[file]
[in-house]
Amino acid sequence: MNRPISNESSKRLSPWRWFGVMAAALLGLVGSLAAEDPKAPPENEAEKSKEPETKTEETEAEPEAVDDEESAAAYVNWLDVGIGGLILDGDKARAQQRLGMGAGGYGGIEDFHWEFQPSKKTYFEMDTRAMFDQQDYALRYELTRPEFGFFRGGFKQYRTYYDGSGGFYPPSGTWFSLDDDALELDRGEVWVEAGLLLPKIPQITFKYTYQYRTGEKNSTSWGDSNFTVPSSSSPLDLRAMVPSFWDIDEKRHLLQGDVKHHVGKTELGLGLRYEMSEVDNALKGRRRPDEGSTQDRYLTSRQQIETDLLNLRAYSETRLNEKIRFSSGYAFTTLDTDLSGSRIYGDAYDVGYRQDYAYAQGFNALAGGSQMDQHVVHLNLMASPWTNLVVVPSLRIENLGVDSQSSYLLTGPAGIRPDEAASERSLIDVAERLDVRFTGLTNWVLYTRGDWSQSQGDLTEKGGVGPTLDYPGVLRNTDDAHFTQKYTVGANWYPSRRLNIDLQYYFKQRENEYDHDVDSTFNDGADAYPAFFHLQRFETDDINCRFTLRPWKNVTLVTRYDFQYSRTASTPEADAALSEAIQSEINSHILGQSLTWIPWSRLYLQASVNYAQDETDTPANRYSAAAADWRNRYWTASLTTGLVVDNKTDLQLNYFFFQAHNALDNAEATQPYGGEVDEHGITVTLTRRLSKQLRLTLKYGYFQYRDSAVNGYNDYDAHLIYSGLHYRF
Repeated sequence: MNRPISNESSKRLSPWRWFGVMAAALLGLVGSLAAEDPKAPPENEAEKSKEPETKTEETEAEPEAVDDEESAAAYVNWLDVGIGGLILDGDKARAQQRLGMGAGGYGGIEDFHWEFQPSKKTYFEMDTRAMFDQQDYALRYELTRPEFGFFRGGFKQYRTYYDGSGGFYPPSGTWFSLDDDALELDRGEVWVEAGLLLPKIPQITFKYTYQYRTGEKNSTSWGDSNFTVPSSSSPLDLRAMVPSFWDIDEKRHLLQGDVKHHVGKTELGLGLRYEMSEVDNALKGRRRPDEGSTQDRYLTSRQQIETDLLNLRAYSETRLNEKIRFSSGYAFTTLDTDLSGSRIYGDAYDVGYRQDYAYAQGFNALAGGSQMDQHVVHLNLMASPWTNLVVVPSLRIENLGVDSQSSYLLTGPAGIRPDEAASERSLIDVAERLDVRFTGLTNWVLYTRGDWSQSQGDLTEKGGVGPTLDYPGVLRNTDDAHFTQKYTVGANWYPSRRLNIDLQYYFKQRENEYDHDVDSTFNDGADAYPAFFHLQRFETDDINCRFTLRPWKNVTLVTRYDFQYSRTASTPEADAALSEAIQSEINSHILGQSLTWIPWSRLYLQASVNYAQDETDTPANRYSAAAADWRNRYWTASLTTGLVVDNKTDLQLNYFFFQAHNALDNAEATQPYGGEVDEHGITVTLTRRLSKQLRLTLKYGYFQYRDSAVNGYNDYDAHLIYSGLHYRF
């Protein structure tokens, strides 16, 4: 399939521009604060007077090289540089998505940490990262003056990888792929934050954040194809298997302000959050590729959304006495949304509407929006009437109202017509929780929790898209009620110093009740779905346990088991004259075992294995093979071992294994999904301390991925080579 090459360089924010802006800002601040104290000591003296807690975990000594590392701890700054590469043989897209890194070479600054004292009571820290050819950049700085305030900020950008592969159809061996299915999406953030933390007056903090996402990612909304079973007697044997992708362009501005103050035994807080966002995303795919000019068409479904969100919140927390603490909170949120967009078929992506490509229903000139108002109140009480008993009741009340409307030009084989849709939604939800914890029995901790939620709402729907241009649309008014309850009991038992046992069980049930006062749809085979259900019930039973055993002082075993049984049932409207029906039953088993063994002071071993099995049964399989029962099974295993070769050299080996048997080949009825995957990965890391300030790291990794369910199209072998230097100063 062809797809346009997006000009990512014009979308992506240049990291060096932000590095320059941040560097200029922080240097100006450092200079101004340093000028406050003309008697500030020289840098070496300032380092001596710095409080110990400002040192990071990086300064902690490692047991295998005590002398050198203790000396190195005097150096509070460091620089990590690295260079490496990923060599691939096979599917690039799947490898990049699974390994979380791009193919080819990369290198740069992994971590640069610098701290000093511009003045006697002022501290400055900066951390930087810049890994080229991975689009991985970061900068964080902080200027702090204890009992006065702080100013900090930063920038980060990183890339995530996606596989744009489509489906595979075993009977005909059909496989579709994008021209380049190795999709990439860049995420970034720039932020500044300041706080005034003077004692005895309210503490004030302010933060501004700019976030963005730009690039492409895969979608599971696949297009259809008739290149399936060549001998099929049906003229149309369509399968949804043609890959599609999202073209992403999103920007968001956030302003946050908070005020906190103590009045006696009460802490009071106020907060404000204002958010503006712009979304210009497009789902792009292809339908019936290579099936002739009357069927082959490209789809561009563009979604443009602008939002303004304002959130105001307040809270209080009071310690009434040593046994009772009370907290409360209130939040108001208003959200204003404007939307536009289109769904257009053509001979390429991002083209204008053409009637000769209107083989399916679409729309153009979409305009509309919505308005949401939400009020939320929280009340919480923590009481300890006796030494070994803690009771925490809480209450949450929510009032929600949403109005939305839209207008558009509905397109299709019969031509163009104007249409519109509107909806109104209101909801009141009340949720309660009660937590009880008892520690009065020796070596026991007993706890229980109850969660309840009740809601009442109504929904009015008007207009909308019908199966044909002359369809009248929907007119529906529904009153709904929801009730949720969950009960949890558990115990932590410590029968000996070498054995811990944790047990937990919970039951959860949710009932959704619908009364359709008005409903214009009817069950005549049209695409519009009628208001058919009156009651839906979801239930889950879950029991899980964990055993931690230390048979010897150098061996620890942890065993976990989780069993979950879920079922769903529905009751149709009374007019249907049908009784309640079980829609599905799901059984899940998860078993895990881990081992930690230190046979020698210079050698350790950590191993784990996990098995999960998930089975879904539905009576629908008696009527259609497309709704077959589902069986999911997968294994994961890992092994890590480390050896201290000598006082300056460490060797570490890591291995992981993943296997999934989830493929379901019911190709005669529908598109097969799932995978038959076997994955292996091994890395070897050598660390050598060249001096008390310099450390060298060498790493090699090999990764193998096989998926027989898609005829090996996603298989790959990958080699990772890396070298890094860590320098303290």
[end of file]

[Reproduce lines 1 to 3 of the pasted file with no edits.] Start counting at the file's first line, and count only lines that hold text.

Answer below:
[in-house]
Amino acid sequence: MNRPISNESSKRLSPWRWFGVMAAALLGLVGSLAAEDPKAPPENEAEKSKEPETKTEETEAEPEAVDDEESAAAYVNWLDVGIGGLILDGDKARAQQRLGMGAGGYGGIEDFHWEFQPSKKTYFEMDTRAMFDQQDYALRYELTRPEFGFFRGGFKQYRTYYDGSGGFYPPSGTWFSLDDDALELDRGEVWVEAGLLLPKIPQITFKYTYQYRTGEKNSTSWGDSNFTVPSSSSPLDLRAMVPSFWDIDEKRHLLQGDVKHHVGKTELGLGLRYEMSEVDNALKGRRRPDEGSTQDRYLTSRQQIETDLLNLRAYSETRLNEKIRFSSGYAFTTLDTDLSGSRIYGDAYDVGYRQDYAYAQGFNALAGGSQMDQHVVHLNLMASPWTNLVVVPSLRIENLGVDSQSSYLLTGPAGIRPDEAASERSLIDVAERLDVRFTGLTNWVLYTRGDWSQSQGDLTEKGGVGPTLDYPGVLRNTDDAHFTQKYTVGANWYPSRRLNIDLQYYFKQRENEYDHDVDSTFNDGADAYPAFFHLQRFETDDINCRFTLRPWKNVTLVTRYDFQYSRTASTPEADAALSEAIQSEINSHILGQSLTWIPWSRLYLQASVNYAQDETDTPANRYSAAAADWRNRYWTASLTTGLVVDNKTDLQLNYFFFQAHNALDNAEATQPYGGEVDEHGITVTLTRRLSKQLRLTLKYGYFQYRDSAVNGYNDYDAHLIYSGLHYRF
Repeated sequence: MNRPISNESSKRLSPWRWFGVMAAALLGLVGSLAAEDPKAPPENEAEKSKEPETKTEETEAEPEAVDDEESAAAYVNWLDVGIGGLILDGDKARAQQRLGMGAGGYGGIEDFHWEFQPSKKTYFEMDTRAMFDQQDYALRYELTRPEFGFFRGGFKQYRTYYDGSGGFYPPSGTWFSLDDDALELDRGEVWVEAGLLLPKIPQITFKYTYQYRTGEKNSTSWGDSNFTVPSSSSPLDLRAMVPSFWDIDEKRHLLQGDVKHHVGKTELGLGLRYEMSEVDNALKGRRRPDEGSTQDRYLTSRQQIETDLLNLRAYSETRLNEKIRFSSGYAFTTLDTDLSGSRIYGDAYDVGYRQDYAYAQGFNALAGGSQMDQHVVHLNLMASPWTNLVVVPSLRIENLGVDSQSSYLLTGPAGIRPDEAASERSLIDVAERLDVRFTGLTNWVLYTRGDWSQSQGDLTEKGGVGPTLDYPGVLRNTDDAHFTQKYTVGANWYPSRRLNIDLQYYFKQRENEYDHDVDSTFNDGADAYPAFFHLQRFETDDINCRFTLRPWKNVTLVTRYDFQYSRTASTPEADAALSEAIQSEINSHILGQSLTWIPWSRLYLQASVNYAQDETDTPANRYSAAAADWRNRYWTASLTTGLVVDNKTDLQLNYFFFQAHNALDNAEATQPYGGEVDEHGITVTLTRRLSKQLRLTLKYGYFQYRDSAVNGYNDYDAHLIYSGLHYRF